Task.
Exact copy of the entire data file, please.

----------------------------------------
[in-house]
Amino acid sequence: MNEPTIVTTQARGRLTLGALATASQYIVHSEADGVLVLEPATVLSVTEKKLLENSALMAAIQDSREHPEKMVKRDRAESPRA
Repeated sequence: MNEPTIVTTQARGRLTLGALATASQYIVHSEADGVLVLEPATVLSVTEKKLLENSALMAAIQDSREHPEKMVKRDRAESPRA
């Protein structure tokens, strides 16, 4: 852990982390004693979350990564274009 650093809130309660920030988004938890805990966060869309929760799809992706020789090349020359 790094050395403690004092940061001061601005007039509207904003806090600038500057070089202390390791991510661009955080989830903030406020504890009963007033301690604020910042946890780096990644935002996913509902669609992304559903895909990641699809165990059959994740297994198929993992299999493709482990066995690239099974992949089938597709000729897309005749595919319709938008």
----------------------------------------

[in-house]
Amino acid sequence: MNEPTIVTTQARGRLTLGALATASQYIVHSEADGVLVLEPATVLSVTEKKLLENSALMAAIQDSREHPEKMVKRDRAESPRA
Repeated sequence: MNEPTIVTTQARGRLTLGALATASQYIVHSEADGVLVLEPATVLSVTEKKLLENSALMAAIQDSREHPEKMVKRDRAESPRA
């Protein structure tokens, strides 16, 4: 852990982390004693979350990564274009 650093809130309660920030988004938890805990966060869309929760799809992706020789090349020359 790094050395403690004092940061001061601005007039509207904003806090600038500057070089202390390791991510661009955080989830903030406020504890009963007033301690604020910042946890780096990644935002996913509902669609992304559903895909990641699809165990059959994740297994198929993992299999493709482990066995690239099974992949089938597709000729897309005749595919319709938008």